FORMER NBA star Dennis Rodman has dissolved into tears on live television during an emotional interview about the North Korea summit.

As Kim Jong-un and Donald Trump met behind closed doors, Mr Rodman appeared on CNN, wearing a "Make America Great Again" cap, sunglasses and a T-shirt advertising PotCoin.com.

The basketballer turned advocate for North Korea opened up about his personal friendship with Kim and his struggle to be taken seriously.

"I was very naive when I went over there. I thought I was just going to play basketball. But it turned out to be so much bigger than I thought," Mr Rodman said of his first trip to North Korea in 2013.

"Just meeting the regime, meeting Kim Jong-un and the marshalls, I just fell in love with the country from day one."

Mr Rodman grew emotional as he spoke about former US president Barack Obama. He said he tried to reach out to Mr Obama on the North Koreans' behalf, but was rejected.

"Obama didn't even give me the time of day," he said.

"I asked him - I said I have something to say from North Korea. He just brushed me off. But that didn't deter me.

"When I said those damn things … when I went back home . I got so many death threats," he said, choking up.

"I believed in North Korea, and when I went home … I couldn't even go home. I had to hide out for 30 days. I couldn't even go home.

"I got so much bad press. I couldn't even go home. But I kept my head high, brother. I knew things were gonna change. I was the only one. I had no one to hear me, no one to see me, but I knew it. I took those bullets, I took all that.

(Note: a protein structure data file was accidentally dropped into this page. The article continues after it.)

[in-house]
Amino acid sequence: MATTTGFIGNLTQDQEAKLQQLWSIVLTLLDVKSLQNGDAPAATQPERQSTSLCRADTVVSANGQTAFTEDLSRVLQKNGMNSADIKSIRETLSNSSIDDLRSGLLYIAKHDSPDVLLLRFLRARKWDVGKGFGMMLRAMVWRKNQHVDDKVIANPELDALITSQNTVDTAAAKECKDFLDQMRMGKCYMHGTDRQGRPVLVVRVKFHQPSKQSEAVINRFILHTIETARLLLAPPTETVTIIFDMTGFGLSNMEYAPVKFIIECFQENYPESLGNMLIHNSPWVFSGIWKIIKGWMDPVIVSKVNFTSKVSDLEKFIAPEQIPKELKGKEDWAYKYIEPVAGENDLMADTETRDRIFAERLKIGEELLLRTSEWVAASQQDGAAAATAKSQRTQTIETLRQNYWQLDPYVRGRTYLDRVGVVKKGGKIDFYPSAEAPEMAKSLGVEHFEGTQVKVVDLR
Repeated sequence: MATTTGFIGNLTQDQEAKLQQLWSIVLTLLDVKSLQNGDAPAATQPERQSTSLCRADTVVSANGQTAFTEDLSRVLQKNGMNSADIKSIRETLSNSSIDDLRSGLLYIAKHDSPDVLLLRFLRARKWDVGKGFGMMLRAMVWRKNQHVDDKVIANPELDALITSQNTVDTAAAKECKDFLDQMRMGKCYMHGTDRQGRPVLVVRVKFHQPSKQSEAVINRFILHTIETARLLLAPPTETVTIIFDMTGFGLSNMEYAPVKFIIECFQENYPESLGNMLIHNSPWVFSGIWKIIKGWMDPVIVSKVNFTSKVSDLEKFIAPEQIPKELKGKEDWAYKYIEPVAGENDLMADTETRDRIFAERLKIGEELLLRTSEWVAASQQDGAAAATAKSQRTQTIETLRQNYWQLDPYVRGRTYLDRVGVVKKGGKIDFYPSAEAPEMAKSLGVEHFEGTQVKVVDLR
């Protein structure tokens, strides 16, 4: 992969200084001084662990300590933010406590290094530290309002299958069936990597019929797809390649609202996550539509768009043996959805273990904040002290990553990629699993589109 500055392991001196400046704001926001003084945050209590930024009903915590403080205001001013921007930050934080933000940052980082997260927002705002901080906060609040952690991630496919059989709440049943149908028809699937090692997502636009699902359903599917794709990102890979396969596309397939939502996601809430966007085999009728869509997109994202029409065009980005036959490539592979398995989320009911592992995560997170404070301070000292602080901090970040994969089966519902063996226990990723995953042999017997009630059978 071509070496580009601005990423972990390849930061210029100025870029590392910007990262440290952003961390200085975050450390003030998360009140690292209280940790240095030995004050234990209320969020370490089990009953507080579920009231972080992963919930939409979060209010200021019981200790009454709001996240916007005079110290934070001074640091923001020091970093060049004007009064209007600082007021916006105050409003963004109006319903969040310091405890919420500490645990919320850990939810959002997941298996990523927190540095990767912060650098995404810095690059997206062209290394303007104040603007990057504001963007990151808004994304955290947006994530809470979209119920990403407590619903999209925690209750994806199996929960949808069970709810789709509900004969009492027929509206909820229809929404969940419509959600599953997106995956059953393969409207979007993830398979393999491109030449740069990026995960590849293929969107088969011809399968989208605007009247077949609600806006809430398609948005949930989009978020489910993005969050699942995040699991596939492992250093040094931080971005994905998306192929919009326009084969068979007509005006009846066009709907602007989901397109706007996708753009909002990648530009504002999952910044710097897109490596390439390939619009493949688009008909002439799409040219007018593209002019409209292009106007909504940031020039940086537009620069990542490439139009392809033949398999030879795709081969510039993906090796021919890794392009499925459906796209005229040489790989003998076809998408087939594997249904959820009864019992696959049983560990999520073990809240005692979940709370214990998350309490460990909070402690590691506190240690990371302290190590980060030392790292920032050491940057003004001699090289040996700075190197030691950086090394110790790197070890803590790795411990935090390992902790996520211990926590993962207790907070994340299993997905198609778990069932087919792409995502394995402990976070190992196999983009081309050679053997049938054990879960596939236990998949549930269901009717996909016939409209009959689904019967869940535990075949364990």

"Everyone came at me, but I'm still standing. Today is a great day for everyone. Singapore, China, everyone - today is a great day.

"I'm so happy."

Mr Rodman is one of just a handful of Westerners to have visited the reclusive North Korean state and met Kim, who is believed to be a huge basketball fan and occasional player.

The former basketballer has called the North Korean leader his "friend for life".

Mr Rodman told CNN about the "gift" he gave Kim early in their relationship - he brought over professional basketballers to play in North Korea.

"I said I'm gonna give him a present," he said. "I got a lot of people together and it happened. And Kim came to me and said Dennis, this is the first time someone has ever kept their word to me and my country. I came through and I think he really appreciated that."

Mr Rodman was full of compliments for Kim, saying he "loves to have a good time".

"He's all about the 21st century, he's going to progress his country," Mr Rodman said.

"He's more like a big kid, even though he's small, but he loves to have a good time.

"This guy wants to be around the world, he wants to come to America, he wants to enjoy his life.

"People know that Kim Jong-un is not a dumb man. I think he's trying to protect his people and protect his honour."

The former NBA star sidestepped anchor Chris Cuomo's questions about North Korea's brutal human rights record, dismissing it as "politics".

"I'm not a politician," he said. "He's a good friend to me. That's what I look at. I don't see the politics of this situation, I want that to go away, I want us to get along."


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